“Oh! stiff joint; I know what that is. Had a touch of it once myself. An uncle of mine was nearly crippled with it. He used to use St Jacob's oil. Ever try St Jacob's oil?”

“Naw,” said the old man, “not that I know of. I've used linseed oil though.”

“Linseed oil!” said Steelman; “I've never heard of that for stiff knee. How do you use it?”

“Use it raw,” said the old man. “Raw linseed oil; I've rubbed it in, and I've soaked me leg in it.”

“Soaked your leg in it!” said Steelman. “And did it do it any good?”

“Well, it seems to preserve it—keeps it from warping, and it wears better—and it makes it heavier. It seemed a bit too light before.”

Steelman nudged Smith under cover of the palings. The old man was evidently a bit ratty.

“Well, I hope your leg will soon be all right, boss,” said Steelman.

“Thank you,” said the old man, “but I don't think there's much hope. I suppose you want some tucker?”

“Well, yes,” said Steelman, rather taken aback by the old man's sudden way of putting it. “We're hard up.”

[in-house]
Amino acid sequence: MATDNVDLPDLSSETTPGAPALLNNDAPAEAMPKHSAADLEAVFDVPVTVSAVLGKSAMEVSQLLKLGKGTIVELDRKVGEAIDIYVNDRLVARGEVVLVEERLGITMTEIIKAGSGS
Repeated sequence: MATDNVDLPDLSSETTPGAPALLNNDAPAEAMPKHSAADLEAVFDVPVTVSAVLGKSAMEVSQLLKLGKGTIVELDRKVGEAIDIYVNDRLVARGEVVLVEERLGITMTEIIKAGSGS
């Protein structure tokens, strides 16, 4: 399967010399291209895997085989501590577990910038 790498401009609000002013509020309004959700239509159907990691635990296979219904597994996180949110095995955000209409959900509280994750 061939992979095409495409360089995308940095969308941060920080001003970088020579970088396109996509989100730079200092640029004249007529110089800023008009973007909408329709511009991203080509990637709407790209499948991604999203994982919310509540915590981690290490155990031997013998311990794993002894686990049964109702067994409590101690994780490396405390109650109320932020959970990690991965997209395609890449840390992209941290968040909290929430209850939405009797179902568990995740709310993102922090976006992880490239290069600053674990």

“Well, come along to the house and I'll see if I can get yer something,” said the old man; and they walked along outside the fence, and he hobbled along inside, till he came to a little gate at the corner. He opened the gate and stumped out. He had a wooden leg. He wore his trouser-leg down over it, and the palings had hidden the bottom from Steelman and Smith.

He wanted them to stay to dinner, but Steelman didn't feel comfortable, and thanked him, and said they'd rather be getting on (Steelman always spoke for Smith); so the old man gave them some cooked meat, bread, and a supply of tea and sugar. Steelman watched his face very close, but he never moved a muscle. But when they looked back he was leaning on his hoe, and seemed to be shaking.

“Took you back a bit, Steely, didn't it?” suggested Smith.

“How do you make that out?” snorted Steelman, turning on him suddenly. “I knew a carpenter who used to soak his planes in raw linseed oil to preserve them and give them weight. There's nothing funny about that.”

Smith rubbed his head.